HITS AND MISSES
As the GIB moves into private hands, it seems apt to assess just how effective and successful the bank was as a government-owned vehicle. As a for-profit bank, the GIB had a dual role of being a catalyst and still generating returns.
The bank initially began by posting a loss, a result that was to be expected at the outset, according to the GIB, with the £6.2 million pre-tax loss in 2012-13 a result of capital not being fully invested and projects yet to become operational. This was reduced in 2013-14 to £5.7 million and by 2014-15, it had turned a net profit before tax of £0.1 million, as per its target.
By this stage, the GIB was actively benefitting the UK’s green economy. It had successfully met its target of a first close on its inaugural offshore wind fund in March 2015, brought pension funds and sovereign wealth funds into the market, and was in line to deliver a predicted 9 percent return once projects became operational.
However, cracks were beginning to appear. The GIB committed £723 million in new capital in 2014-15, below its £800 million target, while also narrowly missing its mobilisation of additional capital target, bringing in £2.40 of private capital in return for every £1 invested by the bank, compared to a £2.50 target.
In the final available accounts for the GIB in 2015-16, a £9.9 million profit was delivered as projects began to come online, yet this was rather below its target of between £15.8 million and £25.8 million. While some of this shortfall is a result of anticipated GIB deals being replaced by private capital and achieving its purpose, some delayed deals and falling power prices also led to the missed target. In addition, its target of closing the offshore wind fund by the end of March 2016 was missed, with the vehicle closing in January this year, some 10 months after. The GIB’s capital commitments were also at the lower end of its target range, providing £770 million after aiming to deploy of between £726 million and £926 million.
With only four years of accounts available, it is difficult to declare the GIB a resounding success or disappointment. Yet investors in the UK’s renewable energy market are largely positive about the bank’s contribution to the industry and of its continued significance in its new Macquarie era.
“They’ve made a very valuable contribution to the broader bioenergy market,” said Mike Dunn, director of bioenergy fund manager Iona Capital. “They've managed to keep investment flowing whereas it probably previously would have stalled and I believe they will continue to be an important player in the sector.”
Maxwell concurs, with the GIB having provided a £50 million cornerstone investment to SDCL’s first energy efficiency fund in 2012. “It was a big catalyst for us,” he explains. “It was our first government-backed energy efficiency fund and it helped us establish a really innovative fund in the market. I think the market will now continue and develop well, with or without the GIB.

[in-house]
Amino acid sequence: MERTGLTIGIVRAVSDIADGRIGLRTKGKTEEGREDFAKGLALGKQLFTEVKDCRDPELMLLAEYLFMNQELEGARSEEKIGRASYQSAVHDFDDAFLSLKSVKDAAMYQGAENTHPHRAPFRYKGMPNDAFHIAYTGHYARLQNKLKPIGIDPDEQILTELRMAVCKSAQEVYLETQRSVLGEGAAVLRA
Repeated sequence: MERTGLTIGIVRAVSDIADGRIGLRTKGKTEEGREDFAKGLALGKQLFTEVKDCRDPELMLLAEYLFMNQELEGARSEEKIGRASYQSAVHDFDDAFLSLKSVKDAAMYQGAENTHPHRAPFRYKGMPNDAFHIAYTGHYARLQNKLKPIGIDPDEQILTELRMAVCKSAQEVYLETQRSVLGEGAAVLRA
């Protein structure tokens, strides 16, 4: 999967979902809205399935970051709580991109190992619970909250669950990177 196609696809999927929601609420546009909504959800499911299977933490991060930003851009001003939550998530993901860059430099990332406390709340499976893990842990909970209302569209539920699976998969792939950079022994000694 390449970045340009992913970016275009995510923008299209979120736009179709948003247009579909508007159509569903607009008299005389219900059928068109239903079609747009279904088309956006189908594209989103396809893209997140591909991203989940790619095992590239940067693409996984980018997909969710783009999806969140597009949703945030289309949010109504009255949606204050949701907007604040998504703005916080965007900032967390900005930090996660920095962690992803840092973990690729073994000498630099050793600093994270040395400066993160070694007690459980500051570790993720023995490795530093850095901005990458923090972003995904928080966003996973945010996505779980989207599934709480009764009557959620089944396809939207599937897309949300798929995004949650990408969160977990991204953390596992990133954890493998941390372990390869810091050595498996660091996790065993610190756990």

Danish offshore wind giant DONG Energy also sung the praises of the GIB for its £241 million commitment to the 210MW Westermost Rough project, its first construction-phase investment in an offshore wind project, allowing the firm to free up additional capital.
Controversy will remain, though, over the bank’s investments in biomass projects, with a Chatham House report recently adding to environmentalists’ concerns around the technology’s net impact on carbon emissions. The GIB also provided £125 million of senior debt to the Green Deal Finance Company, launched by the UK government to help support the Green Deal, its ill-fated residential energy efficiency initiative. The scheme “not only failed to deliver any meaningful benefit, it increased suppliers’ costs – and therefore energy bills”, the National Audit Office said last year.
A failed government-backed green initiative may well touch on some of the wider issues affecting the GIB’s success. While it would be unfair to describe the current UK government’s reception towards renewables in general as hostile, the enthusiasm is certainly significantly less than when the idea of creating the GIB was included in all the major parties’ manifestos ahead of the 2010 election. Broken promises on subsidy support in recent years have dented some of the confidence in the sector and indeed, in some smaller cases negatively affected GIB revenues, while former Chancellor George Osborne’s insistence on the GIB being unable to borrow money from the outset hampered its capabilities.
Macquarie paid a total £2.3 billion for the GIB, determined by a £1.7 billion transaction price and a further £600 million in future funding commitments that the government had outlined. The government had provided £1.5 billion in funding since 2012, with the transaction price ensuring an approximate £160 million premium and “fair value for the taxpayer”, according to Hurd.
While election restrictions meant the government was not able to provide comment on the valuation, some sources have noted the relatively “modest” profit generated by the government.
“In the context of a 20-25-year lifecycle of a typical renewable energy project, the GIB hasn't been around for a long time,” argues Tomas Freyman, managing director of valuations and opinions at mid-market investment bank Lincoln International. “Hence, the return that a shareholder can generate is spread over the life of a project. Alternatively, if the project is sold on the secondary market instead, that is when the positive impact of yield compression (which we have seen in recent years) can have a significant impact on shareholder value or return.”
Yet it seems the valuation may have been guided by the current value of the GIB's portfolio, rather than what it could potentially generate in the future. The current book value of its investment assets nears about £1 billion, while the group’s total assets in its last accounts numbered £1.62 billion. These accounts also record 75 percent of the portfolio as being under construction, the assets of which should rise in the future once they begin operating.
With Macquarie not telling more about the future of the GIB until the deal officially closes, it is too early to tell how catalytic the bank will be moving forward. If you turn to our renewables roundtable on p. 30, you will find mixed views about the usefulness of multilaterals in green finance, though some argue they play a key role in pushing technologies that are the pre-commercial level over the commercial edge.
Looking for inspiration going forwards, perhaps the GIB should follow the example of its Australian counterpart, the Clean Energy Finance Corporation. Having survived an attempt at abolishment by former Prime Minister Tony Abbott, the Australian renewables sector is experiencing a belated wave of investment with new chief executive Ian Learmonth – coincidentally, a former Macquarie director –- highlighting demand management systems and storage capacity as the bank’s and the industry’s future.